US ambassador parries Russian attacks

AFP , Wednesday 25 Jan 2012

New US ambassador to Moscow rejects attack by Russian lawmakers over meeting with opposition leaders

Russian Prime Minister Vladimir Putin, back to camera, speaks at a meeting of the Russian Popular Front in the Siberian city of Kemerovo, about 3000 kilometers (1,850 miles) east of Moscow, Russia, Tuesday, Jan. 24, 2011. (Photo:AP)

The new US ambassador to Moscow parried attacks on him in an interview Wednesday, saying a meeting with opposition members that provoked a furious reaction in Russia was simply part of his job.

Russian lawmakers attacked ambassador Michael McFaul, President Barack Obama's former top Russia advisor and author of the "reset" policy, for meeting opposition leaders shortly after his arrival last week.

But McFaul told Kommersant broadsheet in an interview translated into Russian that he was accompanying US Deputy Secretary of State William Burns. "That is my obligation as ambassador," he said, adding that he said little at the meeting.

Strongman Vladimir Putin is seeking to win back his old Kremin job in March presidential elections despite an outburst of protest against his 12-year rule.

Tens of thousands of protestors took to the streets last month, and the opposition hopes to muster another big rally on 4 February. Prime Minister Putin has accused protest leaders of being in the pay of the US State Department.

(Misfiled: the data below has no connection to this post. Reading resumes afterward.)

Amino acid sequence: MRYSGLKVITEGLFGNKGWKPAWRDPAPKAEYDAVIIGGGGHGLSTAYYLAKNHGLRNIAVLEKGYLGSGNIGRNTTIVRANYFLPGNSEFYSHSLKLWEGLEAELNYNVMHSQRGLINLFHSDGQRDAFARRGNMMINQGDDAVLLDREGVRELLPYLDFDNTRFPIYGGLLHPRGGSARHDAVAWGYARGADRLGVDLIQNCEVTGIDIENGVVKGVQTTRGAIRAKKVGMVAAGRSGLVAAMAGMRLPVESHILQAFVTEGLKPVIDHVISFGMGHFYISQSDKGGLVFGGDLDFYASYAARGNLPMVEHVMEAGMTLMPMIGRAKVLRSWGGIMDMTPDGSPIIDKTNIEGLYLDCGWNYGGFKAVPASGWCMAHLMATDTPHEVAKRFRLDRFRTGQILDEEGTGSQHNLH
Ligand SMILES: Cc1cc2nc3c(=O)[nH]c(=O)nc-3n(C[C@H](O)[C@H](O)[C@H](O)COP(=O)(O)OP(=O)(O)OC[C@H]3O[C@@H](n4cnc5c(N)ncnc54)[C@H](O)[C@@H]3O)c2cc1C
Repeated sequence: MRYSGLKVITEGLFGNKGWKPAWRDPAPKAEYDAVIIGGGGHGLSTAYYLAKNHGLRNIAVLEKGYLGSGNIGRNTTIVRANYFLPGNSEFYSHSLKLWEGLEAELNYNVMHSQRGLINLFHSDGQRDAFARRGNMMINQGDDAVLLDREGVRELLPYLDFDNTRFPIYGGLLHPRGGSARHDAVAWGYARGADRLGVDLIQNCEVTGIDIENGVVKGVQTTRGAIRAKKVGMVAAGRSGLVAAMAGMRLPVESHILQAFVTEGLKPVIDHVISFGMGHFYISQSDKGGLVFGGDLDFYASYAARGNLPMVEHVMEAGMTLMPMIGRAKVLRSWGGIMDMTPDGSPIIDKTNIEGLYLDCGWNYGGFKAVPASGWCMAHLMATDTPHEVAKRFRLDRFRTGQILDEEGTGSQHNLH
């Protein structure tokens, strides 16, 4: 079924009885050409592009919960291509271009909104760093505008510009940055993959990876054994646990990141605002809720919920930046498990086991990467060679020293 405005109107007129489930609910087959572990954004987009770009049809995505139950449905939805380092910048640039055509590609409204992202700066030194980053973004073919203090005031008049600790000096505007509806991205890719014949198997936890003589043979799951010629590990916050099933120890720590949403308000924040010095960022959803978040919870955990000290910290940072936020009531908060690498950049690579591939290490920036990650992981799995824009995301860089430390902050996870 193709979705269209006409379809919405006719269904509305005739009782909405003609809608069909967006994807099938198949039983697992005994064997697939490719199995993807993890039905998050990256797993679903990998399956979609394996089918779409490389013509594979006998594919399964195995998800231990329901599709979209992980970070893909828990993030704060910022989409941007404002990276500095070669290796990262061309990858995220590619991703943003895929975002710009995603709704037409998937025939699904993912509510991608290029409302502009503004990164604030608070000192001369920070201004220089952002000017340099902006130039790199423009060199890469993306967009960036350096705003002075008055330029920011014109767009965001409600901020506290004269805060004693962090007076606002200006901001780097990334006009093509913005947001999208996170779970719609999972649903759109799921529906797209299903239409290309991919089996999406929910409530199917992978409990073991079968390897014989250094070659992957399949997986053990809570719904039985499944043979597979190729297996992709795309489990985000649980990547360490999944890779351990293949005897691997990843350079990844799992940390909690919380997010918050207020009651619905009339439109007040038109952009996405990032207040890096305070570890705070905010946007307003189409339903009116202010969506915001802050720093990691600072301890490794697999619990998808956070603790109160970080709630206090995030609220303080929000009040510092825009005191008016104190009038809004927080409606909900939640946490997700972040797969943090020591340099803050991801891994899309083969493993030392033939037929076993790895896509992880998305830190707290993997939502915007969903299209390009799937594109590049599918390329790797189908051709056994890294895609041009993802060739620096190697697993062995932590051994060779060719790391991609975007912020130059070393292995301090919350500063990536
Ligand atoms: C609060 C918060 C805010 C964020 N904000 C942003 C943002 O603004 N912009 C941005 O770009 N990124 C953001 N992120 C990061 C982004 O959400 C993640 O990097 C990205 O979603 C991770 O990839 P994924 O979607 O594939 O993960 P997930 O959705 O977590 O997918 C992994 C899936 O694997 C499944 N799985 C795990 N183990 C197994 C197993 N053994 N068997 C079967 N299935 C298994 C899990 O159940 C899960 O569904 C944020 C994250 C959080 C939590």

McFaul dismissed Russian accusations that his appointment was an attempt to foment a Ukrainian-style Orange Revolution in Russia.

"That is complete nonsense," he said, stressing that he is a career academic.

He also rejected popular rumours that protest leader Alexei Navalny is funded by Washington, saying he received no money or support from the US and that such claims were insulting to Russia.

"It's time to stop thinking that we are living in the times of the Cold War," he said in the front-page interview headlined "I am an academic, not a professional revolutionary."

McFaul's meeting with protest leaders prompted a commentator on Russia's main Channel One television to suggest the ambassador – who once wrote a book called "Russia's Unfinished Revolution" – intended to "finish the revolution."

A leading member of Putin's United Russia party, Andrei Isayev, told the parliament on Tuesday that "US representatives are acting in an incredibly cynical manner."

"This concerns both the embassy meeting, and the very fact that McFaul, who specialises in 'orange revolutions', has been appointed US ambassador to Russia," Isayev said.

A spokesman for the US embassy in Moscow said it was not able to provide an English transcript of McFaul's Kommersant interview.


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